I thought it was Baldrick!

I was waiting for the "cunning plan"

The Mind Boggles said...

The cost of the Bishop's Council meeting at Gosforth Park may well have been paid for by a charitable trust but this is not the issue. Why put this money in the pockets of a four star hotel when it would have done more good in the coffers of Ushaw where everything is on hand for every kind of clergy meeting - even altars for Masses which will probably not be available at the Gosforth Park.

Also, I always thought that the 'Coordinator for spiritual formation' in a diocese is the bishop; or have I missed something somewhere?

Sadie Vacantist said...

What the Church needs are some good satirists because these diocesan posts have job titles straight out of the former Soviet Union. Do H & N Catholics keep straight a face when meeting the "co-ordinator for spiritual formation"? Is this person salaried? If so, how much are they on? Do they have an "assistant co-ordinator for spiritual formation" or is he or she accountable to a "chief co-ordinator for spiritual formation"? I think we should be told.

robertatforsythe said...

Seeker said "but what is needed is a positive approach to evangelisation" and he's right. It is the Gospel, the Good News that needs to be preached. I don't think that arguing about churches or the language you worship in will cut any ice with 21st century people. They need a gospel that tells them to repent of their sin and recognise God's act in Christ. There's nothing "protestant" in that. It is simple basic Christianity and I have heard many Catholics preach it. But many more need to do it. I come from Prudhoe and I know one of the busiest churches around which is FULL of children and young people is Stocksfield Baptist Church. No declining congregation there.

robertatforsythe said...

And I have posted on this in my blog with links to the article and to Forest Murmurs. And asked local congregations for prayer.

Sixupman said...

There appears to be some truth in the statement that some diocese turn away ptential ordinands because they do not comply with the modern concept of the priesthood.

I heard a final year seminarian preach at a local Mass {Clifton Diocese] where he espoused to counter the ursupation of the clergy by the laity - I nearly fell out of the pew. I wondered how he got through the net. Clifton is more interested in permananet deacons than priests, and, my actual parish priest openly preaches against both Magisterium and Pope, for greater lay participation, and talks down the Real Presence to budding communicants.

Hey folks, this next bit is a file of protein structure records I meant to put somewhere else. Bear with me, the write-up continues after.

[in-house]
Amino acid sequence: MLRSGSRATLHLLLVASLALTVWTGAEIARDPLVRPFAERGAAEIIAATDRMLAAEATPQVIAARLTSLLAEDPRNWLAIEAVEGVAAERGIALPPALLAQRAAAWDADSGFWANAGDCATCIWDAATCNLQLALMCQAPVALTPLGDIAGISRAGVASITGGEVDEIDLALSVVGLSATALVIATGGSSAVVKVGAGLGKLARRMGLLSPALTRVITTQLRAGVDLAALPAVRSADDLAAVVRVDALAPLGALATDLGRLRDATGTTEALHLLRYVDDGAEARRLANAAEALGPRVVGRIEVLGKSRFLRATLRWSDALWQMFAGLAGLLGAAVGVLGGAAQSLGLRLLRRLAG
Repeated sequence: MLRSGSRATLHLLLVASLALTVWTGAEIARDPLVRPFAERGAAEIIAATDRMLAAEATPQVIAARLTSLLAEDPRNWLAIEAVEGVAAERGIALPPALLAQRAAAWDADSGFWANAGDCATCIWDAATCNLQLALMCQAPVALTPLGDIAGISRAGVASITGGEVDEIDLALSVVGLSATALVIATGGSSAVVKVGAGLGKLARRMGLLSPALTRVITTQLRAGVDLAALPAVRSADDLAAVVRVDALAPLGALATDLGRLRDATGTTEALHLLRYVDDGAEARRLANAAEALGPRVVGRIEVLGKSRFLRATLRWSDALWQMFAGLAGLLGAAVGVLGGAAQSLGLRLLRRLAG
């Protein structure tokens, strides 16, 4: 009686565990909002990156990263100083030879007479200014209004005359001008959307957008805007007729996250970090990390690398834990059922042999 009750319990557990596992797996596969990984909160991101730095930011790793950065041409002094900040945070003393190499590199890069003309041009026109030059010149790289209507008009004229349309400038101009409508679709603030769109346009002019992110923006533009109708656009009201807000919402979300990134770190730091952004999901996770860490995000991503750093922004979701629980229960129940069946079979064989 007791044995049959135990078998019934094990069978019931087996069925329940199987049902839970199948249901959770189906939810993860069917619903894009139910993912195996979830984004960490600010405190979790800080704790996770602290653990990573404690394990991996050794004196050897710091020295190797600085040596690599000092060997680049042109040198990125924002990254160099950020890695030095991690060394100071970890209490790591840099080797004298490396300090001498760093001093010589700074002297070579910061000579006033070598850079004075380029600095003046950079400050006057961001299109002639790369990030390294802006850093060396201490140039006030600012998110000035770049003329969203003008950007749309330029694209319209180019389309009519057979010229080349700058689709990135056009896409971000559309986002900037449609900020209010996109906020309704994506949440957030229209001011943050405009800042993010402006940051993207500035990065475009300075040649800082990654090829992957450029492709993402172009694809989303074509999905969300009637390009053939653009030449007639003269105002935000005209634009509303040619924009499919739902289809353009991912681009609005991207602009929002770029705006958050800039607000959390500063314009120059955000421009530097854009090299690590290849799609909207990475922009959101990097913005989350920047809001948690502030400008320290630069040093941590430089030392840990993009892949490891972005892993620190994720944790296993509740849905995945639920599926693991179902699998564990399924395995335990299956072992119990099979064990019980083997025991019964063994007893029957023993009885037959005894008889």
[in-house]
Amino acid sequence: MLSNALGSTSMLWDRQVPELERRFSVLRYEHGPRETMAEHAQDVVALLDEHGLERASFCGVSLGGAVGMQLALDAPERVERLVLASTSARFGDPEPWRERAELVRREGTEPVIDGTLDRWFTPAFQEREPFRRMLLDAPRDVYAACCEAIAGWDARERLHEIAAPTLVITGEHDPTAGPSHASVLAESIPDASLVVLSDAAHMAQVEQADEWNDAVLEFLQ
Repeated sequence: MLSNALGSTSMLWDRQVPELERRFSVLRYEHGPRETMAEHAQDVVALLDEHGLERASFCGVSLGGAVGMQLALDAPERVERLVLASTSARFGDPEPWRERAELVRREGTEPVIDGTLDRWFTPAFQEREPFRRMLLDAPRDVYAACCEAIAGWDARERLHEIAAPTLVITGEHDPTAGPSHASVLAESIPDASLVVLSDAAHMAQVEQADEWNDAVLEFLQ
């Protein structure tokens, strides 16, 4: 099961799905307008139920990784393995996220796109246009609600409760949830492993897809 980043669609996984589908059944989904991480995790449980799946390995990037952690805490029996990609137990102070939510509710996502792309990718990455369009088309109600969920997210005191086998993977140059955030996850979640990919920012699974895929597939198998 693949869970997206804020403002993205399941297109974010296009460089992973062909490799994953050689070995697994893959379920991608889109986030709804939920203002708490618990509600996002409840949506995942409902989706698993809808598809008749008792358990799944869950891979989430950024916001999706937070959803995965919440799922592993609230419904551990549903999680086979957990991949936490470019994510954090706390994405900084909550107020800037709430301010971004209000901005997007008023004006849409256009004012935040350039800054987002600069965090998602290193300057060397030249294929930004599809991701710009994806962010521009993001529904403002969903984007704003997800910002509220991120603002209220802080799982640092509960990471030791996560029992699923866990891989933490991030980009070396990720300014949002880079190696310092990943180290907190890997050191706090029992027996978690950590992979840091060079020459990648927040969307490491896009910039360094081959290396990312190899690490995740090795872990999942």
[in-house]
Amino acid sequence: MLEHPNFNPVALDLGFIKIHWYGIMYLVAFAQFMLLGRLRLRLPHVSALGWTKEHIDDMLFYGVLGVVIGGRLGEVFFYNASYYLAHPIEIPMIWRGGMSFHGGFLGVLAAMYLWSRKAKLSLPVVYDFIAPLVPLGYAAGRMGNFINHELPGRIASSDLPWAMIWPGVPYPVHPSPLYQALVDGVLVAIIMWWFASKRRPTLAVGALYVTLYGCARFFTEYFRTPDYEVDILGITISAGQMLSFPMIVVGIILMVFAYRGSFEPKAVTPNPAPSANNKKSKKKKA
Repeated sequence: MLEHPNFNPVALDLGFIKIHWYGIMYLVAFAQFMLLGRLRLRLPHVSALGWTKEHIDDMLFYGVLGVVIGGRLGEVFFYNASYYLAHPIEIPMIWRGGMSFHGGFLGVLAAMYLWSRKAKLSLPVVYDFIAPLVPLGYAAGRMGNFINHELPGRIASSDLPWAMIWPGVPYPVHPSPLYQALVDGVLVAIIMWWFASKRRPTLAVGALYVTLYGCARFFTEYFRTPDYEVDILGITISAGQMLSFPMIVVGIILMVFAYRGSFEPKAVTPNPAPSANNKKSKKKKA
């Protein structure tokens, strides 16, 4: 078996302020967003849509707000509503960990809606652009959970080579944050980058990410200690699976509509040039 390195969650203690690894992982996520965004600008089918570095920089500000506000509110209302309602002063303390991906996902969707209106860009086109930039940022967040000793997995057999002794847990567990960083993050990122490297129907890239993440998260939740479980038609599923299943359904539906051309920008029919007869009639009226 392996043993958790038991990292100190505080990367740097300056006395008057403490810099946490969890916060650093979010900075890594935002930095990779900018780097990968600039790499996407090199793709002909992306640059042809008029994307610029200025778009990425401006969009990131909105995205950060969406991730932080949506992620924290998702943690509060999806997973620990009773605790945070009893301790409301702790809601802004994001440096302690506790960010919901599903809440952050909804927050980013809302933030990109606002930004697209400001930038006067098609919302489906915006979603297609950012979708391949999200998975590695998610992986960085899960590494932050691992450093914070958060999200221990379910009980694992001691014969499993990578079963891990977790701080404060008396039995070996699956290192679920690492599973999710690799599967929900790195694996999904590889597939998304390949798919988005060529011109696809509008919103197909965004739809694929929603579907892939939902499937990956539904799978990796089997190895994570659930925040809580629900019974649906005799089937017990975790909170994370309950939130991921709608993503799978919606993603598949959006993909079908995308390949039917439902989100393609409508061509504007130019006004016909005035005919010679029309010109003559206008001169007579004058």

At a priest friend of mine's anniversary Mass of his Ordination, I kid you not, his then bishop (Scottish) preached the Church without clergy! He had been the rector of a seminary so what hope have?

Seeker said...

Father, do you know why Fr. Zielinski is all over the media this last week or so? Journal last week, Courant this? Why would he want a high public profile for this sort of information? If he was approached by journalists, why would he not refer them to the Diocese? Just seems odd.

greencrosscode said...

Father Zielinski is back in the local news again, pictured outside his church with the caption: "It is not likely there will be a lot of new priests over the next 10 years - I think they are expecting six to be ordained."
Interviewd by Robert Gibson, Father goes on to say, "Really it is up to the people, but it seems best to warn them to make them aware of the statistics. I would say to them support your parish and support your church in whatever way you can. Even if just a few people respond to that rallying call, it could make all the difference."
But it is the experience of many priests across Britain today that a significant number of our people have lost the notion of religious obligation. It has become a matter of going to Mass when they can fit it in, or considering themselves as practising Catholics with Sunday Mass twice in the month. Beyond that immediate hinterland of the Church, there are other sections of the Catholic population, who have little or no intention of ever coming to Sunday Mass. And then beyond them is the highly secularized population that is in full apostasy of their Christian faith. In 1992, Cardinal Hume was giving a Priests' Retreat in one of the northern dioceses, and he started his afternoon session with the memorable words, "Fathers, you must find it extremely depressing to be living among a people who have apostasized." He knew the score then alright, and that was eighteen years ago. Things have moved on from there, and for the better with the general population.
Yet, despite these background realities, as Father Zielinski notes in the Hexahm Courant yesterday, "I and the other priests ... are going forward in hope and confidence, not in our own strengths but in the power of the Lord."
In the years ahead, we will need all the power we can get.

Anonymous said...

The Church could try some obvious things - such as educating our children in the faith. In business you are always looking for new customers not just sitting there waiting for the old ones to die before you shut the shop down. The Church in this country is appallingly runby a group of men who seem to have neither the vision or the stomach for the task. Sack them and get a new lot.